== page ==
Mcbride Ritz Carlton Washington Dc
2946 words 12 pagesThe Ritz Carlton Hotel Company
On October 11, 2000 The Ritz-Carlton was on the eve of opening Washington DC’s first luxury hotel in 10 years. The 300 room hotel was part of a $225 million complex owned by Millennium Partners. This would be the first hotel opened of a six hotel deal between Millennium Partners and The Ritz-Carlton. Millennium Partners owned the properties and The Ritz-Carlton was hired to operate the hotels. After only seven days of training the 400 person staff would open the doors the next morning.
James McBride, the general manager, faced pressures concerning the training approach The Ritz-Carlton had established. Millennium had two primary problems with the seven day training process. First, they felt seven days …show more content…
Each day a “Wow” story is shared. The same story is shared across all hotels. The “Wow” story illustrates a real situation where an employee went above and beyond to make a guest’s stay memorable and unique. This gives the training a memorable and emotional connection with the employees. The lineups are held 365 days a year across the 38 hotels located throughout the world. So while it may seem the hotel staff receives only a limited seven day training process, the company is actually providing thousands of hours of ongoing training per year to its employees.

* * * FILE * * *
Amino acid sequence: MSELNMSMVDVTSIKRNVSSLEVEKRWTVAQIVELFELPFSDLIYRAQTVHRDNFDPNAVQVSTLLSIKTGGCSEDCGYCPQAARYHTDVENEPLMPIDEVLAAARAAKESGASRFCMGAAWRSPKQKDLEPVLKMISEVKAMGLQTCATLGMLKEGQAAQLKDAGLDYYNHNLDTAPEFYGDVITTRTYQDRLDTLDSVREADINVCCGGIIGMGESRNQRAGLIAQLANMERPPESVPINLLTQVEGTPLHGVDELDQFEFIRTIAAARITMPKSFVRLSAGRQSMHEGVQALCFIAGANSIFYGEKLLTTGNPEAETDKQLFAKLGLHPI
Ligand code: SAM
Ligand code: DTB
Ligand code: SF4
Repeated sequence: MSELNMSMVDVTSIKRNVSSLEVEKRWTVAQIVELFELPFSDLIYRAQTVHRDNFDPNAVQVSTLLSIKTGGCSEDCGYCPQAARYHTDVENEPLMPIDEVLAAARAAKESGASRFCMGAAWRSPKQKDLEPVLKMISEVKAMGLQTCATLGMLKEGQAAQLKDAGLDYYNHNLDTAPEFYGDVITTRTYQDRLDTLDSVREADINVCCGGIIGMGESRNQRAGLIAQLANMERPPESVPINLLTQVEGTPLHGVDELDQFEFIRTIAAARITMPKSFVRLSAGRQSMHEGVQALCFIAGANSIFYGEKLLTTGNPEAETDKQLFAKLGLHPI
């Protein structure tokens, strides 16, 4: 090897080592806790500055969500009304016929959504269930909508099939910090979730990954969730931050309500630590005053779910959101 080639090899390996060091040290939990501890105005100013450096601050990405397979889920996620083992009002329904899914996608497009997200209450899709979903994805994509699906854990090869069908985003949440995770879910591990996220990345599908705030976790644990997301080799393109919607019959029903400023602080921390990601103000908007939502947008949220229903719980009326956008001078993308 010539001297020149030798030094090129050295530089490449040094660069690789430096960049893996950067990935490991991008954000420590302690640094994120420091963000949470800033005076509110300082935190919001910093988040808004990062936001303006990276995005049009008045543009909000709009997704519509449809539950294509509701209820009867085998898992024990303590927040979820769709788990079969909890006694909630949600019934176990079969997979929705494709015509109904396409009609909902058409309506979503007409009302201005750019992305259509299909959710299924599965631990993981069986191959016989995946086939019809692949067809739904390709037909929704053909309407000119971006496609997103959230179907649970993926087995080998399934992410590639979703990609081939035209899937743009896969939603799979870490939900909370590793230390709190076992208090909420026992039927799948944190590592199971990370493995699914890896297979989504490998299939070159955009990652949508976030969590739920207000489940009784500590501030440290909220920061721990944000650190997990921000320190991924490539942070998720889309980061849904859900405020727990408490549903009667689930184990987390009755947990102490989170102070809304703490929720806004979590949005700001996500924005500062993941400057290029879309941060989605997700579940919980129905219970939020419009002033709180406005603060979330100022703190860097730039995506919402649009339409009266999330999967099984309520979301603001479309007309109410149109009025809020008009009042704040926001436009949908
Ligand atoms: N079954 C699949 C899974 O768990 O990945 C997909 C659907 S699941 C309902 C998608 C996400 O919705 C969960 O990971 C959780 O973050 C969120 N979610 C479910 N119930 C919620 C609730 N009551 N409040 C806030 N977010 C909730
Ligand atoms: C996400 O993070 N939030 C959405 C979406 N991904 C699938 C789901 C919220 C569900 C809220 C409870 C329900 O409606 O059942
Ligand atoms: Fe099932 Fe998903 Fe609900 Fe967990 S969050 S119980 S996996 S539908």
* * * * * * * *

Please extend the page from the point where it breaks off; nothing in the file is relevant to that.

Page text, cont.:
Thirdly, Seven Day Countdown is the standard that brought quality control and human resources into a perfect balance. There is too much risk to damaging the company by changing their standard. Opening the hotel at a 50% occupancy rate allows staff to become more familiar, efficient, and comfortable with their responsibilities. The company focus has been on quality over quantity. Speed would come with time. Millennium saw the low occupancy rates as lost revenue, but this gradual approach allowed the company to open every section of the hotel at once rather than in phases which was the industry standard.
The fourth reason is - at the Ritz-Carlton - its employees make the difference. They believe that employees are not servants, but are instead service professionals. The company treats them as such. This is demonstrated clearly during the initial training period and sets the tone